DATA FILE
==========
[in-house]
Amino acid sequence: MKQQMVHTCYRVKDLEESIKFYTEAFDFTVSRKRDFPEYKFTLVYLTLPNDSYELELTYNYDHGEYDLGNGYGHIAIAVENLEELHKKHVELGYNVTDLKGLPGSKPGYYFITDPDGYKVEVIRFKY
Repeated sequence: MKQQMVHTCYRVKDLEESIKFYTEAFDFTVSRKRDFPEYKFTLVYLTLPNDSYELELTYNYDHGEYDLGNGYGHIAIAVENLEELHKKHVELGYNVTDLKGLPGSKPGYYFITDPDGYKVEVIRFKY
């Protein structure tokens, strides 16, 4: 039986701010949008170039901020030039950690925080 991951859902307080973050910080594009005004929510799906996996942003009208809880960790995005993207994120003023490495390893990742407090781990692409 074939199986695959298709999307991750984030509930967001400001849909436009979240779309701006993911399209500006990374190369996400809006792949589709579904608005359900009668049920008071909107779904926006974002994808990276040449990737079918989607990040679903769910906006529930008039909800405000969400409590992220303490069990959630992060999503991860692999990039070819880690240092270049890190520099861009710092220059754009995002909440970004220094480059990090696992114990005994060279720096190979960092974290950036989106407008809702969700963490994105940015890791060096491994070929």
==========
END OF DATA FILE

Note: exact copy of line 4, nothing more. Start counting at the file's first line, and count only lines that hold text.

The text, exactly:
């Protein structure tokens, strides 16, 4: 039986701010949008170039901020030039950690925080 991951859902307080973050910080594009005004929510799906996996942003009208809880960790995005993207994120003023490495390893990742407090781990692409 074939199986695959298709999307991750984030509930967001400001849909436009979240779309701006993911399209500006990374190369996400809006792949589709579904608005359900009668049920008071909107779904926006974002994808990276040449990737079918989607990040679903769910906006529930008039909800405000969400409590992220303490069990959630992060999503991860692999990039070819880690240092270049890190520099861009710092220059754009995002909440970004220094480059990090696992114990005994060279720096190979960092974290950036989106407008809702969700963490994105940015890791060096491994070929």